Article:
ECG Level 3 Tutorial: Bundle Branch Blocks
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Tutorial: Bundle Branch Blocks
Understand why a right bundle branch block and left bundle branch block pattern are created. Learn also the diagnostic criteria.
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Tutorial: Bundle Branch Blocks General Concepts
Times Practiced
Cases Completed
1h 24m
Total Time spent
1m 24s
Average Time
General Concepts
There are a few key concepts that you need to remember and understand. They include:
  • if one bundle branch is blocked, the the opposite ventricle will be depolarized first. For example:
    • in left bundle branch block (LBBB), LV depolarization is delayed and the RV is depolarized first
    • in right bundle branch block (RBBB), RV depolarization is delayed and the LV is depolarized first
  • the ventricle that has the blocked bundle branch is innervated by slow conduction between contracting myocytes. The electrical signal must travel from the ventricle that is depolarized first over to the ventricle with the blocked bundle branch, but when this happens, the fast conducting cells are not utilized. Therefore, the conduction occurs slowly. Slow conduction takes a long time and therefore the QRS will be wide. Remember that width on the ECG represents time.
  • the LV and the RV are not mirror opposites of each other. They are different sizes, different shapes, and are not oriented in a simple "left and right" position in the thorax. Therefore, the ECG patterns of RBBB and LBBB are not mirror images of each other as you might initially think.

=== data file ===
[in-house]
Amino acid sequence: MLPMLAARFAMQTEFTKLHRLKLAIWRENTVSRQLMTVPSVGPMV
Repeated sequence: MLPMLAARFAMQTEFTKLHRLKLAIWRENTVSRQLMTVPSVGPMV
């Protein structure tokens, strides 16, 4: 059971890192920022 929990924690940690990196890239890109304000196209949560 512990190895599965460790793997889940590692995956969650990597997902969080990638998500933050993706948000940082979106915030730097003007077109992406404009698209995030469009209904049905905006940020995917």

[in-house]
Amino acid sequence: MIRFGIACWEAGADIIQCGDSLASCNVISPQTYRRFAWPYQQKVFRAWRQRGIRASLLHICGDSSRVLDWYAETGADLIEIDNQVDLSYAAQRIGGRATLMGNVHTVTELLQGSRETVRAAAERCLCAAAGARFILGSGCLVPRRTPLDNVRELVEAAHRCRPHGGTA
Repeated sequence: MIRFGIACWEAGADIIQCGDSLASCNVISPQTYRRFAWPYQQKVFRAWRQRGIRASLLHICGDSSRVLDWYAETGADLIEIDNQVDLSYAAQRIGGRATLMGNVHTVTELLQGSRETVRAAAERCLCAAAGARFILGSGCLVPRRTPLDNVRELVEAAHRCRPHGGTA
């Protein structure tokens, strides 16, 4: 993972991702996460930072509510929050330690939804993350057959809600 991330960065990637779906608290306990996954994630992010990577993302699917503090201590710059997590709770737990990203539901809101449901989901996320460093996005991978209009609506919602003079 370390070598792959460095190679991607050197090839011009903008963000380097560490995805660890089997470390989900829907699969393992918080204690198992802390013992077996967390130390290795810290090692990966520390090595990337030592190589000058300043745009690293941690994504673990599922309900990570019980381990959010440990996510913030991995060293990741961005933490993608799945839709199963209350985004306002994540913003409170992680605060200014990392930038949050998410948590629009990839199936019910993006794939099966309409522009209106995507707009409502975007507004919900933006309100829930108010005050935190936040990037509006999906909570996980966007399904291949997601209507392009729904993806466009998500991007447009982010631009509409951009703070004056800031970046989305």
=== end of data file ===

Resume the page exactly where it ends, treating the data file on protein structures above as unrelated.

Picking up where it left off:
Please note that we are focusing on abnormalities of depolarization. It might not shock you to also learn that when an abnormality of depolarization exists, abnormalities of repolarization will also probably exist. Remember that repolarization is represented by the T wave on the ECG, but sometimes, repolarization starts a little early and can cause mischief with the ST segment as well. Changes in the ST segment are extremely important because some important diagnoses (like myocardial ischemia and infarction) focus on the ST segment, so diagnostic confusion can occur if ST changes are also caused by other factors.

It is critical that you look for all diagnoses that interfere with the ST segment before making a diagnosis of myocardial ischemia or infarction. Therefore, your approach of 12 lead ECG interpretation should be carried out in a specific order to avoid confusion. Bundle branch blocks should be searched for early in your analysis.

In the next 2 lessons, we will go into some details that are specific to LBBB and RBBB and will give you some opportunities to practice your bundle branch diagnostic skills.